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April 13, 2012

News

Fort McCoy to test emergency warning sirens April 19

Fort McCoy will participate in a mock statewide tornado watch/drill Thursday, April 19 as part of Tornado and Severe Weather Awareness Week activities/events April 16-20 for the peak Tornado season April to August.

Tornado safety at home, work, or play

• In a home or building, avoid windows. Move to a basement and get under a sturdy table or the stairs. A specially-constructed “safe room” within a building offers the best protection. Use an Internet search engine and search for “safe room” for more information.
• If a basement is not available, move to a small interior room or hallway on the lowest floor and cover yourself with anything close at hand: towels, blankets, pillows. If possible, get under a sturdy table, desk or counter. Put as many walls as possible between you and the storm.
• If caught outdoors, seek shelter in a sturdy building. If a shelter isn’t available nearby, get into a vehicle, buckle seatbelts and drive to the closest sturdy shelter. If flying debris occurs while driving, pull over and park. Now there are two options as a last resort:
 — Stay in the vehicle with the seatbelt on and place your head below the windows.
 — If it’s possible to safely get noticeably lower than the roadway, exit the vehicle and lie in that area, covering your head with your hands. Do not seek shelter under an overpass.
• Mobile homes, even if tied down, offer little protection from tornadoes. Evacuate mobile homes and go to the designated storm shelter or the lowest floor of a sturdy nearby building.
• At school, follow the drill. Go to the interior hall or room. Crouch low, head down and protect the back of your head with your arms. Stay away from windows and large open rooms like gyms and auditoriums.

Quentin Graham, Emergency Management specialist for the Fort McCoy Directorate of Plans, Training, Mobilization and Security, said the drill will begin at 1 p.m. April 19. Tornado warning sirens will be tested about 1:45 p.m.

In the event of actual severe weather, the tornado drill will be postponed until Friday, April 20 at the same time.

Television viewers, radio station and emergency radio listeners will hear a message indicating that “this is a test.” The drill will be a true, end-to-end test that interrupts broadcast radio, television, cable stations and provides tone-alerting over the NOAA (National Oceanic and Atmospheric Administration) Weather Radios, or Emergency Weather Radios.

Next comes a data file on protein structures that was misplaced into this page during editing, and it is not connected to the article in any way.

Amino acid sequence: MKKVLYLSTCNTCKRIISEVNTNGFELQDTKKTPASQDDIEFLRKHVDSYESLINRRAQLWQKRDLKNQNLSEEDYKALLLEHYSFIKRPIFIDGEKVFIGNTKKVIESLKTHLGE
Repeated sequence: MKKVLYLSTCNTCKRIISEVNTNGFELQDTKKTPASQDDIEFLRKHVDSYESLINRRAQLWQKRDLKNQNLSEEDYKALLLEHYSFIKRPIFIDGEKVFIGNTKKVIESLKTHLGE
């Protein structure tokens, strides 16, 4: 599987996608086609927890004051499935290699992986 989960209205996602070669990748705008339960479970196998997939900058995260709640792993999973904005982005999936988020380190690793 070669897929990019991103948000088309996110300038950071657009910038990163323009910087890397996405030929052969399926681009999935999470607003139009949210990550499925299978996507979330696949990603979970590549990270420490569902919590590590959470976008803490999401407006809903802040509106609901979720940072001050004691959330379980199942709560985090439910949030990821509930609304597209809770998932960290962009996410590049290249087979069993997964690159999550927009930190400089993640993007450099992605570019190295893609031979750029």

“This is a historic first in Wisconsin as the tornado warning will last about one minute across the whole state and Minnesota at the same time and be broadcast on radio and television stations,” Graham said. “Fort McCoy also will test its emergency weather warning system at the same time (about 1:45 p.m.), which is a good time for Fort McCoy organizations to practice and review their emergency plans.”

On May 22, 2011, one of the deadliest tornados in U.S. history struck Joplin, Mo., directly killing 159 people and injuring more than 1,000 despite tornado warnings. The massive Enhanced Fujita Scale-5 tornado had winds exceeding 200 mph. On the same day, tornados struck and caused damage in La Crosse, Sparta and Tomah.

A National Weather Service study on the Joplin tornado revealed important lessons learned:
A majority of residents did not immediately seek shelter when tornado warnings were issued.

People needed between two and nine risk signals to take action and seek shelter. For example, if they heard the sirens going off they would look in the sky, then go to a TV to get information and then call a friend, etc.

The time it took between the warning and the search for confirmation of risk cost lives.

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